Where the recent recession looks to have failed numerous development investors around Baja, Calif. and the neighboring Mexican coastline, it’s been a boom for area environmentalists. According to a report in Fronteras, while unfinished constructions like a proposed marina in Santa Rosalillita idly rust away, environmental groups like WiLDCOAST have seized on discounted land prices to create conservation easements and establish new protected areas.
“So in places like San Ignacio Lagoon, Magdalena Bay, the corridor between Loreto and La Paz and in the central Pacific coast, we’ve been able to preserve some really world-class coastal biodiversity areas,” said Serge Dedina, the executive director of WiLDCOAST to Fronteras. "Areas where grey whales go, and where you see whale sharks. Real world class, Africa-style wildlife destinations. So that’s really exciting.”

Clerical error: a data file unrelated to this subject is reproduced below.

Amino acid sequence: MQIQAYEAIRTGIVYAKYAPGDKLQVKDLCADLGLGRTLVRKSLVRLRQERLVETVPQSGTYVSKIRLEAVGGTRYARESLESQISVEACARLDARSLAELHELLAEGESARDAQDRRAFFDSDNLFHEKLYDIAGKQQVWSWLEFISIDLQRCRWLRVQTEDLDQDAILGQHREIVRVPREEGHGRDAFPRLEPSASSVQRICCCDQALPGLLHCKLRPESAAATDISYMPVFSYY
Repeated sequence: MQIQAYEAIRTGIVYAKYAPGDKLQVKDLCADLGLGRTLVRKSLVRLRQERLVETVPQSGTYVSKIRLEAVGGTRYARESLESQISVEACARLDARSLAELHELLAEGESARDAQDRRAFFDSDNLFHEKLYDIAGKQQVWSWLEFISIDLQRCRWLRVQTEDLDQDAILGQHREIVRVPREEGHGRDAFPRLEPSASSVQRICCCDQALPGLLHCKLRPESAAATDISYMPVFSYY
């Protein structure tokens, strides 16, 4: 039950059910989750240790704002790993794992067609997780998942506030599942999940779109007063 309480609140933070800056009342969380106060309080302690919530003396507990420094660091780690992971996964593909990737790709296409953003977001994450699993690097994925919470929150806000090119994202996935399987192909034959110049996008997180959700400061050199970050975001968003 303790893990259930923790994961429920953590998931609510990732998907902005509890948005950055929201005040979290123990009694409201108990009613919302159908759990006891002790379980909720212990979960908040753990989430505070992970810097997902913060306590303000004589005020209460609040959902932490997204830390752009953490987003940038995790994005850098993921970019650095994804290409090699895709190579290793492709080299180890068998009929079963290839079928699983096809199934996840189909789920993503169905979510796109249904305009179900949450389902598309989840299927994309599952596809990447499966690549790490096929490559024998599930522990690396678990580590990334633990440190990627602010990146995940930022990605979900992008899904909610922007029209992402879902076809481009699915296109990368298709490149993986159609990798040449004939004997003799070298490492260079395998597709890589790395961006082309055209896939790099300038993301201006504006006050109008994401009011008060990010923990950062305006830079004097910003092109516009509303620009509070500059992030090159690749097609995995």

Still, the economic downturn has not been completely positive for area environmentalists. The lack of local economics has affected donations and grants, which many of the activist organizations need to thrive.
While locals ponder what lies ahead for the mostly untamed coastline, only time (and perhaps an economic upswing) will tell what the future holds for the Baja peninsula environment.